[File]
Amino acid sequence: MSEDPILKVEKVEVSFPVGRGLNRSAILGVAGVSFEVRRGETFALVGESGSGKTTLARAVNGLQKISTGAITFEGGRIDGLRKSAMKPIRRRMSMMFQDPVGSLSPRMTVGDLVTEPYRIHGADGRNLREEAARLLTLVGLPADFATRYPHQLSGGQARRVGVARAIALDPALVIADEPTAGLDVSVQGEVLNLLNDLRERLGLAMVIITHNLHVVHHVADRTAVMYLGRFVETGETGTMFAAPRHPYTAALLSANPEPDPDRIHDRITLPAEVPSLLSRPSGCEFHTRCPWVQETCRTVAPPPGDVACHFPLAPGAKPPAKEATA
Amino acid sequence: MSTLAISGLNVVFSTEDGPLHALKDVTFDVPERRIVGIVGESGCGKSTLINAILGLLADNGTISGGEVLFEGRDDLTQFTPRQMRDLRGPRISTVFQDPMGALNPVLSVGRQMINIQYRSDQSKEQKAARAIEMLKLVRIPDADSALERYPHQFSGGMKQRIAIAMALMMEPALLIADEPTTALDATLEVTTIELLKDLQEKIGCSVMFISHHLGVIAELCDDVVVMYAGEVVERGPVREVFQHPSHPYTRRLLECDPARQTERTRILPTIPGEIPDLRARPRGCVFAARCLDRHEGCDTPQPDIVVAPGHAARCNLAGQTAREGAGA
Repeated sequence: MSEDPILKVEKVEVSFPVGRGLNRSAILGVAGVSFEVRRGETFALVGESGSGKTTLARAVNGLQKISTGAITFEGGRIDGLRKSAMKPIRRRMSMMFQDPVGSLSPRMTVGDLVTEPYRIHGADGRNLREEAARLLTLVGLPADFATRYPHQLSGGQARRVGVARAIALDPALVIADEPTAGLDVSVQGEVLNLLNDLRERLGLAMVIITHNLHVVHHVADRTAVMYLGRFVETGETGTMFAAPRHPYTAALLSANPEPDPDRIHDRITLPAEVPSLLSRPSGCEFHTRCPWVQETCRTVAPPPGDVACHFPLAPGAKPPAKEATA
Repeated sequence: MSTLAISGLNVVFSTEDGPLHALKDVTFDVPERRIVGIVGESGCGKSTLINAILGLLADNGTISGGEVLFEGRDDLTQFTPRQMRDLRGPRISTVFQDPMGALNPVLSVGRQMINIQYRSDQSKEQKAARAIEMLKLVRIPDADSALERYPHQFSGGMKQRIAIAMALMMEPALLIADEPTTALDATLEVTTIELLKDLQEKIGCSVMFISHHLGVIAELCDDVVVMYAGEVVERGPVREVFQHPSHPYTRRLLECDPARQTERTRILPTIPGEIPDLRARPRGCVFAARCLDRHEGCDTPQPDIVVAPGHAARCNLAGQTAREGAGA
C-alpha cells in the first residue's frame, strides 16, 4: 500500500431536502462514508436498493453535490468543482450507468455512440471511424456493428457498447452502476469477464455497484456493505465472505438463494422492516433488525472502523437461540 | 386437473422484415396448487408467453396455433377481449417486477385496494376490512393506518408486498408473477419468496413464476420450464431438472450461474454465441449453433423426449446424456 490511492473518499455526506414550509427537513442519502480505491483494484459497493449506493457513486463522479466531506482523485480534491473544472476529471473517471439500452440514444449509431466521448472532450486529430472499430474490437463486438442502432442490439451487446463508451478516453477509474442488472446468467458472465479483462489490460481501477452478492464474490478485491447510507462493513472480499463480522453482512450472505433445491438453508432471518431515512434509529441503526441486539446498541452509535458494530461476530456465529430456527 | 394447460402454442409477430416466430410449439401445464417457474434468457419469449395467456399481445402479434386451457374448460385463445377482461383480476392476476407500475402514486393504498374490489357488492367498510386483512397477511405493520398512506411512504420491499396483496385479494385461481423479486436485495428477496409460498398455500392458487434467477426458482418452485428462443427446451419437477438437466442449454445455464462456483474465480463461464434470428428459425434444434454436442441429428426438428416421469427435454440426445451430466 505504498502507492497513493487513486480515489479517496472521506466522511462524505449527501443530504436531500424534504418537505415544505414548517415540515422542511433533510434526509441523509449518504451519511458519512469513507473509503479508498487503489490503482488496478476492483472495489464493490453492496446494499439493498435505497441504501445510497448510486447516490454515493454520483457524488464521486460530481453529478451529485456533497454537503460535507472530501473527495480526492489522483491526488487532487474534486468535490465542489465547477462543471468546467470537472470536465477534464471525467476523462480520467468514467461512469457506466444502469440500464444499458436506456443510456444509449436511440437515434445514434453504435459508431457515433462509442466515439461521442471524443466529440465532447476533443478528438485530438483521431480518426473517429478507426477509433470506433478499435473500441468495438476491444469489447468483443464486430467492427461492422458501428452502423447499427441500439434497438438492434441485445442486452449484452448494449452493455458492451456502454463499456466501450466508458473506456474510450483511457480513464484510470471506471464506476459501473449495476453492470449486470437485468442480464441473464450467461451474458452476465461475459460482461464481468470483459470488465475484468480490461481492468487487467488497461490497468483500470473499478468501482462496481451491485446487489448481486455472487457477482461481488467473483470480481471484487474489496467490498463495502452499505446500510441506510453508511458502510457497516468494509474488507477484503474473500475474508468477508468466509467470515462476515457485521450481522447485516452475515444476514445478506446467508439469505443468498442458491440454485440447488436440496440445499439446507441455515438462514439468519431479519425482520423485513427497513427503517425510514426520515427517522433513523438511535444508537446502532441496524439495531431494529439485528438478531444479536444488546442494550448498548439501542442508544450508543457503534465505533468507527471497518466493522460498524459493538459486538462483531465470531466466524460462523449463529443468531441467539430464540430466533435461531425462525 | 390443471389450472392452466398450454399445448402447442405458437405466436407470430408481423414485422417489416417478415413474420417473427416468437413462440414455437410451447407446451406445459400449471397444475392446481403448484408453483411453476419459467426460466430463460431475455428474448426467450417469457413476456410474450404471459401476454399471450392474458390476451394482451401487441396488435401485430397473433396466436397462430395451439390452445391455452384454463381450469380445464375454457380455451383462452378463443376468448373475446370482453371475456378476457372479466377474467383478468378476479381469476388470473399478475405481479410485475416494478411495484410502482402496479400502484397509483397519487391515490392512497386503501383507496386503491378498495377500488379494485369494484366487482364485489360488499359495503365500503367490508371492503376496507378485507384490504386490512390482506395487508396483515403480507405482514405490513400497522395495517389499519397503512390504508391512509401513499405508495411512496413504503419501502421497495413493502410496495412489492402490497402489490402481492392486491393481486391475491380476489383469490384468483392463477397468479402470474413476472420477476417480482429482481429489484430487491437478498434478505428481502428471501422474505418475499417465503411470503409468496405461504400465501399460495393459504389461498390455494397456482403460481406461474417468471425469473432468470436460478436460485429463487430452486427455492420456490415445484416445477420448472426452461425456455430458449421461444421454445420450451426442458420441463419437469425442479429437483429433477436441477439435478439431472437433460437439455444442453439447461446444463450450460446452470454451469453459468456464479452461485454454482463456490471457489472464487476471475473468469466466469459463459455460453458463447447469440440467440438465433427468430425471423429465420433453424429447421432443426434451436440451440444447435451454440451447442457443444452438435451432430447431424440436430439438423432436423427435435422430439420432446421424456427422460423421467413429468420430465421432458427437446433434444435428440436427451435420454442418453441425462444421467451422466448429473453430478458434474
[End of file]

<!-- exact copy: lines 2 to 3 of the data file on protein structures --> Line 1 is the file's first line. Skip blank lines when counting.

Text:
Amino acid sequence: MSTLAISGLNVVFSTEDGPLHALKDVTFDVPERRIVGIVGESGCGKSTLINAILGLLADNGTISGGEVLFEGRDDLTQFTPRQMRDLRGPRISTVFQDPMGALNPVLSVGRQMINIQYRSDQSKEQKAARAIEMLKLVRIPDADSALERYPHQFSGGMKQRIAIAMALMMEPALLIADEPTTALDATLEVTTIELLKDLQEKIGCSVMFISHHLGVIAELCDDVVVMYAGEVVERGPVREVFQHPSHPYTRRLLECDPARQTERTRILPTIPGEIPDLRARPRGCVFAARCLDRHEGCDTPQPDIVVAPGHAARCNLAGQTAREGAGA
Repeated sequence: MSEDPILKVEKVEVSFPVGRGLNRSAILGVAGVSFEVRRGETFALVGESGSGKTTLARAVNGLQKISTGAITFEGGRIDGLRKSAMKPIRRRMSMMFQDPVGSLSPRMTVGDLVTEPYRIHGADGRNLREEAARLLTLVGLPADFATRYPHQLSGGQARRVGVARAIALDPALVIADEPTAGLDVSVQGEVLNLLNDLRERLGLAMVIITHNLHVVHHVADRTAVMYLGRFVETGETGTMFAAPRHPYTAALLSANPEPDPDRIHDRITLPAEVPSLLSRPSGCEFHTRCPWVQETCRTVAPPPGDVACHFPLAPGAKPPAKEATA